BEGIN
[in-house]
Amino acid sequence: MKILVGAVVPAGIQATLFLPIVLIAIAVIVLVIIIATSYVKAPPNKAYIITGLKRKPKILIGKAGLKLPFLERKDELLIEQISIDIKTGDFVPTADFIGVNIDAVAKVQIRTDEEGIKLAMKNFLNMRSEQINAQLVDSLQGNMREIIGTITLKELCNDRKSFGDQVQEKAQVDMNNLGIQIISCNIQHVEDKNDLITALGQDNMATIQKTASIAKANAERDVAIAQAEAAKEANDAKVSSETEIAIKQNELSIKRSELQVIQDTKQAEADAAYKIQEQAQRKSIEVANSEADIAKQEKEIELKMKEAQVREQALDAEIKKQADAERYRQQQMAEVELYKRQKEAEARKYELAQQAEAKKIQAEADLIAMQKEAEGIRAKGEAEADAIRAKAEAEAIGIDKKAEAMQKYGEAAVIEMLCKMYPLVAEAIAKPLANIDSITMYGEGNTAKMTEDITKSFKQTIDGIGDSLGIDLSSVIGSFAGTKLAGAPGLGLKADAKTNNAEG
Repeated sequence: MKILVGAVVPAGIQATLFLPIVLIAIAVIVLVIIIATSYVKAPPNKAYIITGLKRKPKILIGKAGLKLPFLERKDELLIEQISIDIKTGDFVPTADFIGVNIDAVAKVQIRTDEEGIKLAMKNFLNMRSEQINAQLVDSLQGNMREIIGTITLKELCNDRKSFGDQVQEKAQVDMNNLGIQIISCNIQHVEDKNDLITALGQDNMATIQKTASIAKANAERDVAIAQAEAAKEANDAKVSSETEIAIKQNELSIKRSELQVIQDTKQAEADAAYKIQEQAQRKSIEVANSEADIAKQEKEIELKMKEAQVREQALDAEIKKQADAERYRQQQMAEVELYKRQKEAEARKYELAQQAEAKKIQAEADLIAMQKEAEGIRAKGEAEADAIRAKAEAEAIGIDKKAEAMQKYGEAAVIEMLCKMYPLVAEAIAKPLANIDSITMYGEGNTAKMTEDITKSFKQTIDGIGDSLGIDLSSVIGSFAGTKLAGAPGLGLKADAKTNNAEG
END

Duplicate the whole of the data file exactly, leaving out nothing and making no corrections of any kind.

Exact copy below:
[in-house]
Amino acid sequence: MKILVGAVVPAGIQATLFLPIVLIAIAVIVLVIIIATSYVKAPPNKAYIITGLKRKPKILIGKAGLKLPFLERKDELLIEQISIDIKTGDFVPTADFIGVNIDAVAKVQIRTDEEGIKLAMKNFLNMRSEQINAQLVDSLQGNMREIIGTITLKELCNDRKSFGDQVQEKAQVDMNNLGIQIISCNIQHVEDKNDLITALGQDNMATIQKTASIAKANAERDVAIAQAEAAKEANDAKVSSETEIAIKQNELSIKRSELQVIQDTKQAEADAAYKIQEQAQRKSIEVANSEADIAKQEKEIELKMKEAQVREQALDAEIKKQADAERYRQQQMAEVELYKRQKEAEARKYELAQQAEAKKIQAEADLIAMQKEAEGIRAKGEAEADAIRAKAEAEAIGIDKKAEAMQKYGEAAVIEMLCKMYPLVAEAIAKPLANIDSITMYGEGNTAKMTEDITKSFKQTIDGIGDSLGIDLSSVIGSFAGTKLAGAPGLGLKADAKTNNAEG
Repeated sequence: MKILVGAVVPAGIQATLFLPIVLIAIAVIVLVIIIATSYVKAPPNKAYIITGLKRKPKILIGKAGLKLPFLERKDELLIEQISIDIKTGDFVPTADFIGVNIDAVAKVQIRTDEEGIKLAMKNFLNMRSEQINAQLVDSLQGNMREIIGTITLKELCNDRKSFGDQVQEKAQVDMNNLGIQIISCNIQHVEDKNDLITALGQDNMATIQKTASIAKANAERDVAIAQAEAAKEANDAKVSSETEIAIKQNELSIKRSELQVIQDTKQAEADAAYKIQEQAQRKSIEVANSEADIAKQEKEIELKMKEAQVREQALDAEIKKQADAERYRQQQMAEVELYKRQKEAEARKYELAQQAEAKKIQAEADLIAMQKEAEGIRAKGEAEADAIRAKAEAEAIGIDKKAEAMQKYGEAAVIEMLCKMYPLVAEAIAKPLANIDSITMYGEGNTAKMTEDITKSFKQTIDGIGDSLGIDLSSVIGSFAGTKLAGAPGLGLKADAKTNNAEG